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Introduction to HTML5 semantic elements

HTML5 introduced many new elements for us to use called semantic elements.

These semantic elements clearly describe their contents, not only to the browser but other developers looking at your code.

But, why were they needed? Well let's take a look at a typical website layout:

html layout using the div element

Here, we see some typical sections of a website, each section has a div element.

A div is a section or division used to group together content, this is how things have been done for a long time, and still are.

Div elements are perfectly fine to use, and are used all the time in projects of all sizes. However, the browser or screenreader us unaware of what type of content the div will contain.

Often, as we also see in the image, we can add an id attribute to each of these divs, this allows us to select a certain div we want to apply styling or layout to using CSS, or target with Javascript.

Since HTML5, we now have some alternative elements to use, just like you can see here:

basic html semantic elements

Rather than using a generic div, we can now use these semantic, or descriptive elements to lay out our content.

Both the div, and all the new elements we see here still have an opening and closing tag to surround the content too.

Top and bottom of this image, we have the header and footer elements, which will now clearly describe to the browser what type of content we can expect in each section.

There is also main which contains the main content of the website, focusing on the main topic of the web page. A main element must only be used once per document.

This is not to be used for any content which is repeated in other pages such as sidebars.

For example, the aside element we see on the right, is often used for sidebars and is usually repeated across the website, therefore it is best to be kept separate from the main content.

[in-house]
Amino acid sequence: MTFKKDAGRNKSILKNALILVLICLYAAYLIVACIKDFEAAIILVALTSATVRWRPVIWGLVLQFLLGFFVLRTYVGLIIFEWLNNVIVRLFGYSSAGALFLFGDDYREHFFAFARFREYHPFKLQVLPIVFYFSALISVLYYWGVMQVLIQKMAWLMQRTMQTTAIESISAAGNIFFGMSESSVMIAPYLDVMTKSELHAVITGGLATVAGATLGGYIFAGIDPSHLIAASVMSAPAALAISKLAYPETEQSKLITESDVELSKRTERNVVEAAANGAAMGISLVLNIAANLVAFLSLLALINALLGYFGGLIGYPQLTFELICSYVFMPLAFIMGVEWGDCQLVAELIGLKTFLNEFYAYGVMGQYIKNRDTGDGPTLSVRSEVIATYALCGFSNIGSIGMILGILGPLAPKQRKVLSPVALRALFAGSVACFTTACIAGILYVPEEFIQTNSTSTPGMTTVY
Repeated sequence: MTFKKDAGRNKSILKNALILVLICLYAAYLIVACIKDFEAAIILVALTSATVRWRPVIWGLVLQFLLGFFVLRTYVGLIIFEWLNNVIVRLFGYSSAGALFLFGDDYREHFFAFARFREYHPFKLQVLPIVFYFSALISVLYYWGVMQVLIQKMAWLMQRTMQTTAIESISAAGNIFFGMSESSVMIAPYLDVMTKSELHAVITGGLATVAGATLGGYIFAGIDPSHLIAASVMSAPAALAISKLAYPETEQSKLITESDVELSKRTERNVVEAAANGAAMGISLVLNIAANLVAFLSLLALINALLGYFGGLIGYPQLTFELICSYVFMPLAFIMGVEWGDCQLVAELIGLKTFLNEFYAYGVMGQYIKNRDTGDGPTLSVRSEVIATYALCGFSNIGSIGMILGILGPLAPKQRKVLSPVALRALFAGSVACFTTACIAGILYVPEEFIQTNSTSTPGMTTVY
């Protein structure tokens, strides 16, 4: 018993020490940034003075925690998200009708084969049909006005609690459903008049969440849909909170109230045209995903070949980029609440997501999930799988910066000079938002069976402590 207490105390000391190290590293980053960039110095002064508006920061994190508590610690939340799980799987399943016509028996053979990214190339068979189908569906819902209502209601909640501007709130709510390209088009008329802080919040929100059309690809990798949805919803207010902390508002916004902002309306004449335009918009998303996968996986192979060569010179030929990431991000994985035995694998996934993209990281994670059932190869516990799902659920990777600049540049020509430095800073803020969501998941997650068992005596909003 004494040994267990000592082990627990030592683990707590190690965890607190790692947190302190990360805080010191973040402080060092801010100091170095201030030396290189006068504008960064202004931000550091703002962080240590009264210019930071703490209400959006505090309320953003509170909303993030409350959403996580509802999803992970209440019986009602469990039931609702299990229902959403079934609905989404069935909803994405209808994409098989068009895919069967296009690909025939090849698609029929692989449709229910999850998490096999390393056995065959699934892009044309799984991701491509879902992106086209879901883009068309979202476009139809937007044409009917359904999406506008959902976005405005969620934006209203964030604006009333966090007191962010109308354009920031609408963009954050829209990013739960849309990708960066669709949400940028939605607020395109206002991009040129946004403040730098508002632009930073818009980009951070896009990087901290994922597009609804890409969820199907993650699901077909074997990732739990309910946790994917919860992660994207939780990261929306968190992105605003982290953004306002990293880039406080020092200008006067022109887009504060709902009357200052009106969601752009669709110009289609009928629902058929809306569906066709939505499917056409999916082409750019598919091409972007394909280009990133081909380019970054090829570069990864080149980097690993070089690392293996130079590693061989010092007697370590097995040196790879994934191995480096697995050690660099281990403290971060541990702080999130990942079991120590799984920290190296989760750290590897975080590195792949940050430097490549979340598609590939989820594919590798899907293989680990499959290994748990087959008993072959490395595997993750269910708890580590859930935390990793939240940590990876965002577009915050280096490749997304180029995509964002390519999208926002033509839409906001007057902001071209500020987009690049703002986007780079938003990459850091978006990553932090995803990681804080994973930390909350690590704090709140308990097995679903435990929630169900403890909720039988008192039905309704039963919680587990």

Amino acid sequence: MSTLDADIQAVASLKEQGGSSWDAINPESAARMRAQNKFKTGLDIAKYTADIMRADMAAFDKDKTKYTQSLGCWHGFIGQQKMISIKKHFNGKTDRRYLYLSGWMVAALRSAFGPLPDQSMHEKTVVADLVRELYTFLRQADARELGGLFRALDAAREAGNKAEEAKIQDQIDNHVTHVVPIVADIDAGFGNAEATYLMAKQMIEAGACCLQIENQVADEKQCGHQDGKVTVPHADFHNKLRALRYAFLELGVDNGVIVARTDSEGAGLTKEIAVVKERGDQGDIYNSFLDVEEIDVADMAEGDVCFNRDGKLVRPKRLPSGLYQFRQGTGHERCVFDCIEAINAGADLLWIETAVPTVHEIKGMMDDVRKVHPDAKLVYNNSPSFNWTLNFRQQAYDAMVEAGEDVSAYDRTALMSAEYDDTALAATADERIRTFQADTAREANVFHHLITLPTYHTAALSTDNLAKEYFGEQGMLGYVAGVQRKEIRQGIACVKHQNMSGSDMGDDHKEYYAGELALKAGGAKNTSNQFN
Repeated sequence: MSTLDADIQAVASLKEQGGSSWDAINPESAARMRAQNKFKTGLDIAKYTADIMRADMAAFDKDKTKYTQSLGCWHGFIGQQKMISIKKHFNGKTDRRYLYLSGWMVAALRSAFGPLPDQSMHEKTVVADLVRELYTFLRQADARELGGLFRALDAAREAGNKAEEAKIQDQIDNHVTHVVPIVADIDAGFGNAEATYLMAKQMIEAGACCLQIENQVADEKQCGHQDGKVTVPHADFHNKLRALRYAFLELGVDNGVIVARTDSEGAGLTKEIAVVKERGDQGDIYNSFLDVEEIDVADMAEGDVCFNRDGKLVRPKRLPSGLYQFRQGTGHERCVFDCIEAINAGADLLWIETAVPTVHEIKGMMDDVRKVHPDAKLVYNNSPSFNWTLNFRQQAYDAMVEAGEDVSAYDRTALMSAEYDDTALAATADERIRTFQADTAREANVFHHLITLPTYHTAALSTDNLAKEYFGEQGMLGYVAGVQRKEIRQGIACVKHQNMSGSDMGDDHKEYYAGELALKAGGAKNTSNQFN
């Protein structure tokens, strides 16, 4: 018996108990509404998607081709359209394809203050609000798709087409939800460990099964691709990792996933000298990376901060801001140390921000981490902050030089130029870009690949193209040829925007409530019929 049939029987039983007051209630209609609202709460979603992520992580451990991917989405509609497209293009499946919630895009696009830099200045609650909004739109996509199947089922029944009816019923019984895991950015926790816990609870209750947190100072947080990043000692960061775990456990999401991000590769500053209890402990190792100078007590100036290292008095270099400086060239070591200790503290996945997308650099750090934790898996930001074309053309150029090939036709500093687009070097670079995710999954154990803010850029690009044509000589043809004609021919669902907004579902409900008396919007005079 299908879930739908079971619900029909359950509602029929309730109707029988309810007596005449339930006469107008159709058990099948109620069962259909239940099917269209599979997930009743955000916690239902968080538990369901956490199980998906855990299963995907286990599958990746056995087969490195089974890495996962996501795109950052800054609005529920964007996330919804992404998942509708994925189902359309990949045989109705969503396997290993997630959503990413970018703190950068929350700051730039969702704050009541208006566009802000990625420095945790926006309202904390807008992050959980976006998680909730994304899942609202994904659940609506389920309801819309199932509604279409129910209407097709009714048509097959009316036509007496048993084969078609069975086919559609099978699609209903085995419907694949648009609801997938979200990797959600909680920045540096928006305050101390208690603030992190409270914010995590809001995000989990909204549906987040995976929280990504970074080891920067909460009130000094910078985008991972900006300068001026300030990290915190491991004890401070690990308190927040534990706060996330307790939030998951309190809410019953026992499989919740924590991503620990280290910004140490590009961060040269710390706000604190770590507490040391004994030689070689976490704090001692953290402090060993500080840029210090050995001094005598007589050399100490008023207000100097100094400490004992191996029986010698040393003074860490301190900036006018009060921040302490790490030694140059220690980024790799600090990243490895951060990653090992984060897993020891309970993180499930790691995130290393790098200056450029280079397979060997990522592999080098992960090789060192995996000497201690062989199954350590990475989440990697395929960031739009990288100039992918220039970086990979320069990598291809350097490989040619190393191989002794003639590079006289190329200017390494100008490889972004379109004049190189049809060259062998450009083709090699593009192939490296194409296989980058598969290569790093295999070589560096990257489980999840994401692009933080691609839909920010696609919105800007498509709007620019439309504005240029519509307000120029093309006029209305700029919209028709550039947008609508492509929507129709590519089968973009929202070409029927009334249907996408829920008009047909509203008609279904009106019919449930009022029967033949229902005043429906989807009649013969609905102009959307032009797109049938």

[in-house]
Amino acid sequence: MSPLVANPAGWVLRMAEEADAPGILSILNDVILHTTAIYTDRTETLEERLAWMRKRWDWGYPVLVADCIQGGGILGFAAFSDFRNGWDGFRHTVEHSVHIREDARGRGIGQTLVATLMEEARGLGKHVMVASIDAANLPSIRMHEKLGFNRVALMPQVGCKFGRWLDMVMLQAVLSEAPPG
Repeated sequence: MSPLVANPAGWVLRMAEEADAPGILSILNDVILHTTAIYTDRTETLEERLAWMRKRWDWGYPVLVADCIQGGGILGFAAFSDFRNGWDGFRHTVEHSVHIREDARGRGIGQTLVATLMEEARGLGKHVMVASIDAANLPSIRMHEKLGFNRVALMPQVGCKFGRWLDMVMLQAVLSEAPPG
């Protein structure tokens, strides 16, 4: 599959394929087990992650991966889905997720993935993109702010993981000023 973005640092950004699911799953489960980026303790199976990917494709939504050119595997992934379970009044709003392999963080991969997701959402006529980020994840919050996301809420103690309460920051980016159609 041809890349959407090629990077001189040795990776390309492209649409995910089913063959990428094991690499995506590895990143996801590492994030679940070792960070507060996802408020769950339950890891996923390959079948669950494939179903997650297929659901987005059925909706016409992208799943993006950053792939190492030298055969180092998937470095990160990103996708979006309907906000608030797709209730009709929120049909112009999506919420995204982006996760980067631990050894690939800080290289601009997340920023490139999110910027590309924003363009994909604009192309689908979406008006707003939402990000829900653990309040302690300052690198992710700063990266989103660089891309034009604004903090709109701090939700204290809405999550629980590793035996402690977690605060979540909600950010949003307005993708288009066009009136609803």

To re-create our first example using the div tags, here is how it would look now:

semantic nesting

This is the example we seen earlier but this time with the newer, semantic elements.

Here you can see an article element which is ideal for uses such as a blog post or a widget, which has self-contained content.

There is also a section element below too, this is as it sounds, defines a section of our web document, this is to group related content together.

We can also nest these elements even deeper too, just like this:

nav, article and section elements

We also now have the nav element which we can use to surround our navigation links, we don’t need to add these to all navigation areas on our site, it is only intended for use with major blocks of nav links.

Note that we have placed this inside of the header for this example, however this is not required, it can be placed outside of the header, or even nested inside of other areas too.

We can also take things even further, by re-using elements such as the header or footer to define the header and footer section of an article for example.

Or even place sections inside of other elements such as we see in the aside section.

Remember though this is just a 1 common way to use these, they are not forced upon us to use in any particular way.

And their usage will also differ depending on the style of the website you are building, leaving selection totally up to us.

Although these are some of the most common elements, there are others too, and you can find out more on the Mozilla documentation here.


- By Chris Dixon

Chris Dixon is a web developer and teacher. Teaching thousands of students mainly in Vue.js React.js, WordPress and web development.